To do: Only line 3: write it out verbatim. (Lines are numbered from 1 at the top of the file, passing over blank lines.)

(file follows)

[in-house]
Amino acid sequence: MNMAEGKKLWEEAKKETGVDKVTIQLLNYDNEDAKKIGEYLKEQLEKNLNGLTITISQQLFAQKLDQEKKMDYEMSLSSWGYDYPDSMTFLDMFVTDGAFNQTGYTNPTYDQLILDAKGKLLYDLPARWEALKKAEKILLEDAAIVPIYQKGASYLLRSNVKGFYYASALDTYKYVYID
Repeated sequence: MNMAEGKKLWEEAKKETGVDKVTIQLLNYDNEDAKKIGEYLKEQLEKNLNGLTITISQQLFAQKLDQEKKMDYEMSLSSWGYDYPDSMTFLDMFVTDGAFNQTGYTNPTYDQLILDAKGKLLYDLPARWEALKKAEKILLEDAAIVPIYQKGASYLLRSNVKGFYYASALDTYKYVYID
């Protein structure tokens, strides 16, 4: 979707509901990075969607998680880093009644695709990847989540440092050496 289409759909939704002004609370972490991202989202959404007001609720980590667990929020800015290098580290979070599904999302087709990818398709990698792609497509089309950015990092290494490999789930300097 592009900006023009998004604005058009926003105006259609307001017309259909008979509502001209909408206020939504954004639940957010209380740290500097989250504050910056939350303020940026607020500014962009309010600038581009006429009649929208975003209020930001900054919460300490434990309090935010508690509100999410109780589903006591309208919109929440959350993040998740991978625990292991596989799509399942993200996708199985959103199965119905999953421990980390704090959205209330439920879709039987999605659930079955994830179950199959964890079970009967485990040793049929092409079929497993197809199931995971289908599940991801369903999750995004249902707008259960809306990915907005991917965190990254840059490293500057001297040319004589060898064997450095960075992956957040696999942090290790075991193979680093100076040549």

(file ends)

Repeated sequence: MNMAEGKKLWEEAKKETGVDKVTIQLLNYDNEDAKKIGEYLKEQLEKNLNGLTITISQQLFAQKLDQEKKMDYEMSLSSWGYDYPDSMTFLDMFVTDGAFNQTGYTNPTYDQLILDAKGKLLYDLPARWEALKKAEKILLEDAAIVPIYQKGASYLLRSNVKGFYYASALDTYKYVYID